The pertinent question is why? According to Moataz Abdel-Fattah, associate professor of Middle East Studies at Central Michigan University, Obama’s comments must be viewed in context of the forthcoming congressional elections. The growing schism between conservatives and liberals in the US undermines the political stability of the country, the world’s superpower. “The impediments to the rights of Muslims in the US tend to be cultural rather than political or legal. The curtailment of the freedoms of Muslims is two-fold. First, the theological bias of the Judeo-Christian tradition prevalent in the US perpetuates the myth that Islam is an exotic religion, alien to the American people and culture and there is a widespread belief that Mohamed is not a prophet”.
“Moreover, Muslims tend to adopt more conservative lifestyles and rarely intermingle with non-Muslims. This insular aspect of Muslim culture in predominantly non-Muslim America, coupled with taboos on preaching Islam has traditionally worked to isolate Muslims in America and perpetrate stereotypes about Islam.”
Abdel-Fattah, however, noted that one positive side effect of 9/11 was the increased curiosity of ordinary Americans about Islam. “I personally meet hundreds of people who ask me about Islam as a religion and there has been an increase in the number of Muslim faculty members at Michigan University. Indeed, Muslim Studies departments in institutions of higher learning have replaced the Black Studies departments as the new novelty in American academia.”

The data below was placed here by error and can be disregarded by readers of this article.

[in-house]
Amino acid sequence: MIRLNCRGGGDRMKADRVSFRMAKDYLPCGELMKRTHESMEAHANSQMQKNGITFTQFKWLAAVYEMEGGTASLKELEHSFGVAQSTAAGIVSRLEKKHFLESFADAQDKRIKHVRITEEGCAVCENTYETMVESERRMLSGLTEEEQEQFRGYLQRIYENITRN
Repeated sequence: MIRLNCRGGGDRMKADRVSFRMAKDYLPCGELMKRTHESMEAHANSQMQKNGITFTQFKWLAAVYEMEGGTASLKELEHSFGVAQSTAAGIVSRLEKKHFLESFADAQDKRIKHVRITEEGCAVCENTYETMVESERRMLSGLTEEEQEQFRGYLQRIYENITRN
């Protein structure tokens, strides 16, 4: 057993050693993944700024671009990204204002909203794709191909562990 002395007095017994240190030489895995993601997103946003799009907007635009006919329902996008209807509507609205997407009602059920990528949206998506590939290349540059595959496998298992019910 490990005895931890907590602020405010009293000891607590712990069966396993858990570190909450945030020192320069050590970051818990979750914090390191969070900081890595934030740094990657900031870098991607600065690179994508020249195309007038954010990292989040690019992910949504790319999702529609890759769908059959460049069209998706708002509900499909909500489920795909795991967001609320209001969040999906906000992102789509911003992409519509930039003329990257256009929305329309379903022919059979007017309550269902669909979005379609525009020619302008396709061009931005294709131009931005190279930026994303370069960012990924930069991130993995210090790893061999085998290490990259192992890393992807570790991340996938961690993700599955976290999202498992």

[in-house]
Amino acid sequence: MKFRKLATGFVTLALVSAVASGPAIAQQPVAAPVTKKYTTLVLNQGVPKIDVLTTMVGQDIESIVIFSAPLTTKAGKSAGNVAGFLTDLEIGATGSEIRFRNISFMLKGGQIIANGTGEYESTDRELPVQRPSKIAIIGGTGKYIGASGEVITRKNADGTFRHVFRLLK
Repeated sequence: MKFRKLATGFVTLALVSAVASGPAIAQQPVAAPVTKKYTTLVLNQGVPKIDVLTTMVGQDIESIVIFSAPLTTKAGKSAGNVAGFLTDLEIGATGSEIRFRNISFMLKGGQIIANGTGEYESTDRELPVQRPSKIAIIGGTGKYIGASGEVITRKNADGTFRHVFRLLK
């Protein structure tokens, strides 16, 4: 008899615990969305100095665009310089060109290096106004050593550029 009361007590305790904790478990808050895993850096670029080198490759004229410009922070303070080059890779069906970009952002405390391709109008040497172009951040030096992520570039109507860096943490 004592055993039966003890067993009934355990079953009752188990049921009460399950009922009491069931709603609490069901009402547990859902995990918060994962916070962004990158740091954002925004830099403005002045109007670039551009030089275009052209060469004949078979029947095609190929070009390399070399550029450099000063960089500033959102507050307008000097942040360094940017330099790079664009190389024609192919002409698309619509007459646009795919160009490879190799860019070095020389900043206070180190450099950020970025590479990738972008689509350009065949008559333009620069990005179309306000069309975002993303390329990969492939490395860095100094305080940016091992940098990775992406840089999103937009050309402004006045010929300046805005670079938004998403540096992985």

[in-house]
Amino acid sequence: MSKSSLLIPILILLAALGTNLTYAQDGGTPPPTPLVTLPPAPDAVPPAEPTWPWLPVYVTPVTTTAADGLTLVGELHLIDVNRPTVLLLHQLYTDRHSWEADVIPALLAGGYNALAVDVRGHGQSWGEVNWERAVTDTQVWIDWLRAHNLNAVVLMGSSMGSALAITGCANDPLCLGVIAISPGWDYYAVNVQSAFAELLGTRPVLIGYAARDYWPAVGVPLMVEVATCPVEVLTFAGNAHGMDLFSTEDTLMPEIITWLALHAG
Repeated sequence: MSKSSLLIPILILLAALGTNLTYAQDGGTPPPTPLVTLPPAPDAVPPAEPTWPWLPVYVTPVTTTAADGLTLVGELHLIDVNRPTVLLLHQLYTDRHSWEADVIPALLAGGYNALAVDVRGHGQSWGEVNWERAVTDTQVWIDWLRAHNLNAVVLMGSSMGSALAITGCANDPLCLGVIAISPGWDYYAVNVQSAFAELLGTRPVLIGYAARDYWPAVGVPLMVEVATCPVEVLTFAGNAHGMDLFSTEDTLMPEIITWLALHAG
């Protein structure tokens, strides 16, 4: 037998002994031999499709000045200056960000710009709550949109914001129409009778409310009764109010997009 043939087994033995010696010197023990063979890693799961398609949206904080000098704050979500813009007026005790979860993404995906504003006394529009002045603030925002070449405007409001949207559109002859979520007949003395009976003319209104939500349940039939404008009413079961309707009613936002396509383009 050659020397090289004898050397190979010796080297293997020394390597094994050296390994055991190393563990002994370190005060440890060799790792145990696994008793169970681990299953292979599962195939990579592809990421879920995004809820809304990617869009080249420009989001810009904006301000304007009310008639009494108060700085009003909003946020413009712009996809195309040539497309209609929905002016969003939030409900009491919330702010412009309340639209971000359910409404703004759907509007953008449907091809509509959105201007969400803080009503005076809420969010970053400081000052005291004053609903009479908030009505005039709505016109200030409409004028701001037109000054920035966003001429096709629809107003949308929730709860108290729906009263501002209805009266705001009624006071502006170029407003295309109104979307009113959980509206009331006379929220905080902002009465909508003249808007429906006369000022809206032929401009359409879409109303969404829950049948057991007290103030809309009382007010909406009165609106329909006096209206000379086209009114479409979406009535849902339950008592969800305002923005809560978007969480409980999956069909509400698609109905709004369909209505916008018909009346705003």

In the immediate aftermath of 9/11 the American Muslim community was in disarray. Their reticence was only part of the problem. Into the breach stepped President Obama, the first African-American to hold America’s top job. He was also the first US president whose father was a Muslim and whose sister is a practising Muslim. His middle name is Hussein.
It is not unusual for Americans to speak frankly about their presidents’ foibles. Obama isn’t quite the secular saint of legend. Nor is he a liberal per se. Obama’s defence of building a Muslim community centre in lower Manhattan was applauded as a “brave step”.
It is astonishing to recall how little was known publicly about Islam as a world religion, or about America’s Muslims before 9/11.
Far from undermining the myth of Muslim Americans as fifth columnists, Muslims in America were dismissed as self-serving, conniving and exploitative.
This year, Eid Al-Fitr coincides with the ninth anniversary of 9/11. This brings the story up to date through the post-Bush years when the Obama administration set the tone of the new face of America. An African-American president of partially Muslim familial background led America from the front and championed the rights of the underdog, or so he was celebrated. “We understand that he wants to change the agenda. We also understand the constraints, tremendous pressures and limitations he must labour under,” noted Abdel-Fattah. “Obama’s message that America is not at war with Islam was well-received.”
* Khalid Amayreh a journalist based in the Occupied Palestinian town of Dura. He obtained his MA in journalism from the University of Southern Illinois in 1983.